Arizona State Builds Alumni Affinity
While most graduates only hear from their school when its fundraising time, Arizona State University is taking a different approach, focusing on keeping alumni engaged—rather than just diving for their checkbooks.
“People think [alumni marketing] is just because we want donations, but we want people to stay connected and hear about the amazing things that are happening here,” says Adam Pierno, associate VP, marketing strategy, Arizona State University. “A stronger brand means higher engagement, and more affinity. We’re giving alumni useful information, so maybe when they do get an ask, it seems less offensive.”
Arizona State is one of the largest schools in the country, with 110,000 students at last count, and 600,000 alumni. In the past, ASU—like many higher education institutions—had decentralized marketing functions. When Dr. Michael Crow took over as president five years ago, he made the decision that the school’s 100+ units should have a consistent brand voice. He hired CMO Dan Dillon, who put together an Enterprise Marketing Hub to serve as centralized marketing center for the university.
“It’s really, really unique for public higher education,” says Pierno. “If you think about most universities, its kind of every man for themselves, with each college doing their own marketing, things like academic publishing and new student recruitment. What we’re doing is much different.”
At ASU, marketing for different teams such as enrollment services, admissions recruiting and fundraising all operate as sister organizations through the hub. Pierno’s team works to improve brand affinity and brand strength with the school’s 600,000+ alumni. The goal is to create engagement and show them how the university is constantly changing, highlighting the fact that the better the school’s reputation is, the more their degree is worth.
Want to hear more from ASU’s Adam Pierno about how to get customers to engage with your brand? Join us at LeadsCon’s Connect to Convert Sept. 25-27 at the Westin Boston Waterfront. See you there!
In the past, reputation was an issue for ASU, which was known as a party school. Today, news about the school is more likely to focus on educational programs, and honors such as ASU being named one of U.S. News and World Reports most innovative universities four years in a row.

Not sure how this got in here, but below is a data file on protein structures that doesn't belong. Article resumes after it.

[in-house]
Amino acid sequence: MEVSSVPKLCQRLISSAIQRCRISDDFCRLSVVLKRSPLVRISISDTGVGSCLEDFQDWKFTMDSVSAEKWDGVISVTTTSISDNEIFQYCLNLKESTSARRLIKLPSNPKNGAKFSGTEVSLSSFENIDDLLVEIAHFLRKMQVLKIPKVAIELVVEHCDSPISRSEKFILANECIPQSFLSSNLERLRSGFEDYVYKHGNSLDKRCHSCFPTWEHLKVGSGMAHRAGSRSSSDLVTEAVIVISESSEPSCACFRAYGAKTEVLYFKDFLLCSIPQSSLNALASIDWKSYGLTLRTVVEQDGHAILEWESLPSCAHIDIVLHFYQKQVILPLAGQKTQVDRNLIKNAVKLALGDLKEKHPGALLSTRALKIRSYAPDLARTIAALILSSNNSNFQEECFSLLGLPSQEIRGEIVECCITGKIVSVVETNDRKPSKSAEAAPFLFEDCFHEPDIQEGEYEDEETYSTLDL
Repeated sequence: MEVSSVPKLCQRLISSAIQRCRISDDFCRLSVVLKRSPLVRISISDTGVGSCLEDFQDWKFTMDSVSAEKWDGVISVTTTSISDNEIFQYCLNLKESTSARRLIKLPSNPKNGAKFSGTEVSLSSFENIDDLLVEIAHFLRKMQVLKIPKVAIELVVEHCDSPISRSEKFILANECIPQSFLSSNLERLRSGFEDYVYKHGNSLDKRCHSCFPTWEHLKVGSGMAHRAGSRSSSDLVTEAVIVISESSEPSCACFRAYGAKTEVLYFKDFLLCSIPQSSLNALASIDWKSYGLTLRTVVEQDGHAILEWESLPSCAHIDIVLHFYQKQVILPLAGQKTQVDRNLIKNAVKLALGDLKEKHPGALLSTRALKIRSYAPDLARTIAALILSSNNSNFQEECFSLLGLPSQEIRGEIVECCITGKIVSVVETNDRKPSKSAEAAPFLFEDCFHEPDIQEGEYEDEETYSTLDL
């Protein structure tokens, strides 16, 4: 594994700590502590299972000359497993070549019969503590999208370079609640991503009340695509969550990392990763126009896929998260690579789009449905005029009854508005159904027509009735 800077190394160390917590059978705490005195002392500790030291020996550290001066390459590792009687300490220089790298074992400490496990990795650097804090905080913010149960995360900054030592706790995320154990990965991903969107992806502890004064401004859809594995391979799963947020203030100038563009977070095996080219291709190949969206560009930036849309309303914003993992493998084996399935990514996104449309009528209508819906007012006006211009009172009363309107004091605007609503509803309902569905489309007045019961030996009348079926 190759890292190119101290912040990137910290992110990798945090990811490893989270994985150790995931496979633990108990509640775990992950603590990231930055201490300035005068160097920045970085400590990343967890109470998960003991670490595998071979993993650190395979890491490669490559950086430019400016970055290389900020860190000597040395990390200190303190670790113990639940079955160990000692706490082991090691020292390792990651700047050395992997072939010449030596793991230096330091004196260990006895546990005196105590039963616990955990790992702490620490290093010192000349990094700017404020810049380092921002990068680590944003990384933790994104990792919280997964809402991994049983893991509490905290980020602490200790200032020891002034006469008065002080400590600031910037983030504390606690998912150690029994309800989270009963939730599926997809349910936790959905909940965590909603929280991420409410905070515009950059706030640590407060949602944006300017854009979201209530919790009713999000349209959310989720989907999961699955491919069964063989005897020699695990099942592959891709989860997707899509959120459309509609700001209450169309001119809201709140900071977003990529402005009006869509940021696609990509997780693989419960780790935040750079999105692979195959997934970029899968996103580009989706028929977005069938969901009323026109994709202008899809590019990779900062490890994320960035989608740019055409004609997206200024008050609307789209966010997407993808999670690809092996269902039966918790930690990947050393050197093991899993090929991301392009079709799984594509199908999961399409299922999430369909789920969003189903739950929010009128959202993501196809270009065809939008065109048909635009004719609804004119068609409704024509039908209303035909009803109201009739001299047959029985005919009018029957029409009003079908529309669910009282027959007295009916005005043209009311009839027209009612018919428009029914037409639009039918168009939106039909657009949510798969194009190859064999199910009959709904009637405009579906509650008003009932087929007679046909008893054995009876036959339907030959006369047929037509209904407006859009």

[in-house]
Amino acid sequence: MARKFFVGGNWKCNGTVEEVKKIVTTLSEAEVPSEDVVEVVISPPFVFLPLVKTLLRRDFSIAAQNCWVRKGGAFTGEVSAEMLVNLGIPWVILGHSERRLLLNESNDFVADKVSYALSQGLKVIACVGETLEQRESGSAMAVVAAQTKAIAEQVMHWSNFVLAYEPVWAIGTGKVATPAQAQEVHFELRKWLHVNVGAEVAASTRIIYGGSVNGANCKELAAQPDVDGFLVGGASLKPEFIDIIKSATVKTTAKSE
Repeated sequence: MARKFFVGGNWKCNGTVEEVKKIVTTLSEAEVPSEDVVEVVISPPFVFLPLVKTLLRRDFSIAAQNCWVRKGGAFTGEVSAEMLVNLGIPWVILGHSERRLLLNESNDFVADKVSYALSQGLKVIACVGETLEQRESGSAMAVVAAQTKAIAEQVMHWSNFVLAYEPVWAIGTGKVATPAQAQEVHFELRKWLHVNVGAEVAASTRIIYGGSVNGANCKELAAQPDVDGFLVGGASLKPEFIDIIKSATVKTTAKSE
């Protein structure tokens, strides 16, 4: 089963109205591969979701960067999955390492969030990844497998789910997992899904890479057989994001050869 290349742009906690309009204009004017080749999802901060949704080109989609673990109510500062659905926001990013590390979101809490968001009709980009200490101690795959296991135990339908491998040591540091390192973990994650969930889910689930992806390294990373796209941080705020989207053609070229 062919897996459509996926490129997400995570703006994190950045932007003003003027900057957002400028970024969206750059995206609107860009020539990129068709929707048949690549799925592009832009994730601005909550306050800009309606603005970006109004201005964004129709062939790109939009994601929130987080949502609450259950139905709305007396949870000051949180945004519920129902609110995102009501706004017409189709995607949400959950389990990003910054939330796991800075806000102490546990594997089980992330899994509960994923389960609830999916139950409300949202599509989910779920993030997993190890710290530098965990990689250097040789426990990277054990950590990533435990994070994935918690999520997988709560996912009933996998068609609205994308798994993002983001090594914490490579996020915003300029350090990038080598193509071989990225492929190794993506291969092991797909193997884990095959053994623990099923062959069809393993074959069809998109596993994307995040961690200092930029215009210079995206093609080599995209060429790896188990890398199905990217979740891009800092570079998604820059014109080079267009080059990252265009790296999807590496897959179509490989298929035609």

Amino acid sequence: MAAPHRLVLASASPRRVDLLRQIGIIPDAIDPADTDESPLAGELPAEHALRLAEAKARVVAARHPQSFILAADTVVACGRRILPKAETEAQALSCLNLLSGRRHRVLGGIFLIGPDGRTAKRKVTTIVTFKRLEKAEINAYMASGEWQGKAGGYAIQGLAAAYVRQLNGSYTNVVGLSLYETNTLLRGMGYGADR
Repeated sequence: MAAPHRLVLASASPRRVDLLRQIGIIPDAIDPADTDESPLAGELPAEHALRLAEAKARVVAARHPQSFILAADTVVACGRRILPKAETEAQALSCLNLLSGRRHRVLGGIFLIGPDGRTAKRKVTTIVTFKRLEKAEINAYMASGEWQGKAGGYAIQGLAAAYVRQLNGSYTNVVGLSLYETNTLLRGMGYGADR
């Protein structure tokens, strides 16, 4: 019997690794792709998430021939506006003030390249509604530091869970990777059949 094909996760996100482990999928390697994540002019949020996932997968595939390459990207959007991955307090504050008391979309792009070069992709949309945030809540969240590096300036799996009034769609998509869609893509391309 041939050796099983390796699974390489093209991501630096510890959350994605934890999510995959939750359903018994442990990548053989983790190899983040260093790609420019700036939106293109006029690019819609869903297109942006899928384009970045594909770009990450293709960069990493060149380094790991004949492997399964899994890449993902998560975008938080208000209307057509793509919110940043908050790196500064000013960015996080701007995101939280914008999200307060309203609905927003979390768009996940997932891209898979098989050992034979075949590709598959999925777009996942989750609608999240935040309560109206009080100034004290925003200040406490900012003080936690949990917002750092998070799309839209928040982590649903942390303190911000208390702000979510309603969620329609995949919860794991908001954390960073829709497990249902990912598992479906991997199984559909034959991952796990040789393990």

The school uses both student and alumni data to help connect the dots and create content that is compelling. “The big challenge is taking data and making sense of it, to make sure segments get information that will trigger brand affinity,” he says. “Without context, [messages] lose meaning and stop being valuable.”
Arizona State uses a variety of channels to connect with alumni, students and prospects, including local TV, outdoor, social and email. The university also has multiple mobile apps, including one for students that offers useful tools such as class schedules and campus maps. As soon as they get their diploma, the app morphs into an alumni communications tool. Alumni also have access to a Sun Devil Rewards app—while the app is for anyone connected to the university, it is particularly targeted to graduates as a way to keep them connected.
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Through the Sun Devil Rewards app, alumni can view content and hear about upcoming events. “If they share those things, that’s great, but there is no part of Sun Devil Rewards that has a donation component. It’s all give and no take,” he says.
When they interact with content, they earn “Pitchfork” rewards, which can be redeemed for the chance to win one of a kind experiences, such the chance to visit and try out the university’s flight simulator, or an opportunity for your family to experiment with a 3-D printer in the maker lab.
Calculating return on investment can be tricky, as creating brand affinity with alumni isn’t exactly a cost center, but it isn’t exactly revenue building either, he notes. “We look at generating revenue through partnerships and media, but we’re very careful of not thinking ‘oh, we have this audience. How can we monetize this?’ We’re mindful not selling out our alumni.”
ASU uses proprietary models and brand strength indexing to gauge the success of creative after each campaign, to see how the school’s messaging is performing against five different alumni segments. Pierno’s team is in the process of creating personas based on these segments, which are created based on the alumni’s behaviors and interests when they were students. Those, of course, may likely have changed over the years. For example, someone might have been an avid follower of ASU sports while they were a student. Today, they might be the parent of a child obsessed with science, or they might be more receptive to messaging related to their profession.
Marketing campaigns for Arizona State typically start in late November and run through early May, when messaging becomes congratulatory for new grads. Summer has traditionally been a slow period, but that’s changing thanks to the 30,000 or so online students who take courses on a rolling basis (often without breaks) and don’t follow the typical semesters. The recent college bribery scandal has put a focus on fair access to education, so messaging for the fall may focus on ways ASU helps shepherd students and gives people opportunities to thrive.